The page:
Journey through Enterprise IT Services
In Journey through Enterprise IT Services, Nadhan, HP Distinguished Technologist, explores the IT Services industry, and discusses technology trends in simplified terms.

Continuously monitoring the temperature of your enterprise

While taking your body temperature might seem like a simple, mundane exercise with a thermometer, the fact is that this piece of data can be used to provide insight into personal health indicators, using additional context. Doing this continuously with wearable devices provides actionable data that can be further analyzed to obtain valuable insight. How about a sophisticated "electronic skin" that adheres non-invasively to human skin, conforms well to contours and provides a detailed temperature map of any surface of the body? The underlying need for such continuous monitoring is not unique to individuals and their body temperatures. Let’s see how the New Style of IT drives enterprises to have such monitoring in place to continuously gauge the overall health of the enterprise.


An international multidisciplinary team, including researchers at the University of Illinois at Urbana/Champaign (UIUC) and the National Institute of Biomedical Imaging and Bioengineering (NIBIB), have developed an ultrathin "Diagnostic Skin" for continuous patient monitoring. This is a variation of a novel technology, originally developed in the lab of Professor John Rogers at UIUC called “epidermal electronics,” consisting of ultrathin, flexible skin-like arrays that resemble a tattoo of a micro-circuit board. The arrays developed with NIBIB contain sensors and heating elements. For more details, checkout the publication in Nature Materials edition (October 23) as well as the NIBIB News & Events article.


Diagnostic Skin Sensor.png


The salient characteristics of the  Diagnostic Skin that apply to enterprises are:


1. Seamless. [The] compliant skin-like sensor/actuator technology can pliably laminated onto the epidermis. Enterprise monitoring solutions must integrate seamlessly into the fabric of the applications and infrastructure environment.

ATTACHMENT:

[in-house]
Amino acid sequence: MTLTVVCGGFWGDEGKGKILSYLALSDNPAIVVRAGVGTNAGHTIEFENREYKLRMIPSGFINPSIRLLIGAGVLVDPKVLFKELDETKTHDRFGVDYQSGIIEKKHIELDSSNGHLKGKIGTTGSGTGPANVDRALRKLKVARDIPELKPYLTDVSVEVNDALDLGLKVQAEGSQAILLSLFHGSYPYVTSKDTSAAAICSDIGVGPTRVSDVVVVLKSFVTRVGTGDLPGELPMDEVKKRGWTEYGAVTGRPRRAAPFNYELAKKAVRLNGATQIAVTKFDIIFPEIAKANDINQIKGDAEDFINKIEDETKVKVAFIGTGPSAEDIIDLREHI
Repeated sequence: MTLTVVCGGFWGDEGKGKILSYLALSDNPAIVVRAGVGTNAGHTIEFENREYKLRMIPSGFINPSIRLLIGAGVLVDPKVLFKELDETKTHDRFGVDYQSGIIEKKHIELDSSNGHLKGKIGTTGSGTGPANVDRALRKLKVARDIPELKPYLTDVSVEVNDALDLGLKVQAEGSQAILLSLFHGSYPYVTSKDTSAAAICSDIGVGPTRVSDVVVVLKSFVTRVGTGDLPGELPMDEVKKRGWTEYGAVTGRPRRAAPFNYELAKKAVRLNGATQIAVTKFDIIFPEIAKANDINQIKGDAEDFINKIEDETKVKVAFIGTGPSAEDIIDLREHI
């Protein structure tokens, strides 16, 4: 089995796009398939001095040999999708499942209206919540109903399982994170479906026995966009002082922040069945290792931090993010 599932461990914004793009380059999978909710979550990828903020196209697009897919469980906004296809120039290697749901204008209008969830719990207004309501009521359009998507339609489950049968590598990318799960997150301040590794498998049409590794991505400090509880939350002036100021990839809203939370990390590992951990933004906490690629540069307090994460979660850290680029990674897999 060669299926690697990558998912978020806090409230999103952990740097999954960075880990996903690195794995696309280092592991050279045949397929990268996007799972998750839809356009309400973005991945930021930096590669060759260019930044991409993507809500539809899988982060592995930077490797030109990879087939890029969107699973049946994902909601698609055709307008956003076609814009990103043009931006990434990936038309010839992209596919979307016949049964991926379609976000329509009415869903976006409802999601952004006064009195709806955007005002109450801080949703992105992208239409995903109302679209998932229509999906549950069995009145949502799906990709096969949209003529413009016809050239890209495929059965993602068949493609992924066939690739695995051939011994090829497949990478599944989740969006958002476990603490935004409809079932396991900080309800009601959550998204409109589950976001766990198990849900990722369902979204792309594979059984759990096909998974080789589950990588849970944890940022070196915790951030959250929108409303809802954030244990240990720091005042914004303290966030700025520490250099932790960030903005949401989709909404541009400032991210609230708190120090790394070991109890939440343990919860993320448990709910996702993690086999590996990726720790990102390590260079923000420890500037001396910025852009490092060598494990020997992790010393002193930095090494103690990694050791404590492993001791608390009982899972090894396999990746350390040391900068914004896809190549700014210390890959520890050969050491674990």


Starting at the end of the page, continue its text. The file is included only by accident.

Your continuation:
2. Continuous. [The Diagnostic Skin] continuously obtains accurate thermal characterizations. This is especially true from a security perspective for enterprises. Cybercrime never takes a day off – Cybersecurity should not either!


3. Precise. Millikelvin (1/1000th Kelvin) precision thermometry of the skin can provide relevant information about various important aspects of human physiology. The monitoring solution in place must track – with precision – the key performance indicators that matter to the enterprise.


4. Non-invasive. [The Diagnostic Skin provides] non-invasive spatial mapping of skin temperature. The monitoring solution must not impede the ongoing operations of the enterprise.


5. Real-time. [The Diagnostic Skin performs] simultaneous quantitative assessment of tissue thermal conductivity. Complex, real-time analytics must be performed on the data gathered to glean actionable insight.


Important operational examples include evaluation of subtle variations in skin temperature associated with mental activity, physical stimulation and vasoconstriction/dilation. HP Earth Insights is one example of such monitoring in place as applied to real life on Planet Earth. The IT Executive Scorecard and Operation Analytics are other tools that can be effectively used to put such monitoring in place.


Innovation is part of the bloodstream at UIUC. I am also reminded of my visit to the campus when Professor Emeritus James Phillips provided us an overview of the Talbot Lab Testing Facility.


So, how are you doing? How is the overall health of your enterprise? What steps are you taking to continuously measure its temperature? Please let me know.


Team up with HP Technology Expert, E.G.Nadhan


Connect with Nadhan on: Twitter, Facebook, Linkedin and Journey Blog.




Showing results for 
Search instead for 
Do you mean 
About the Author

Follow Us
The opinions expressed above are the personal opinions of the authors, not of HP. By using this site, you accept the Terms of Use and Rules of Participation.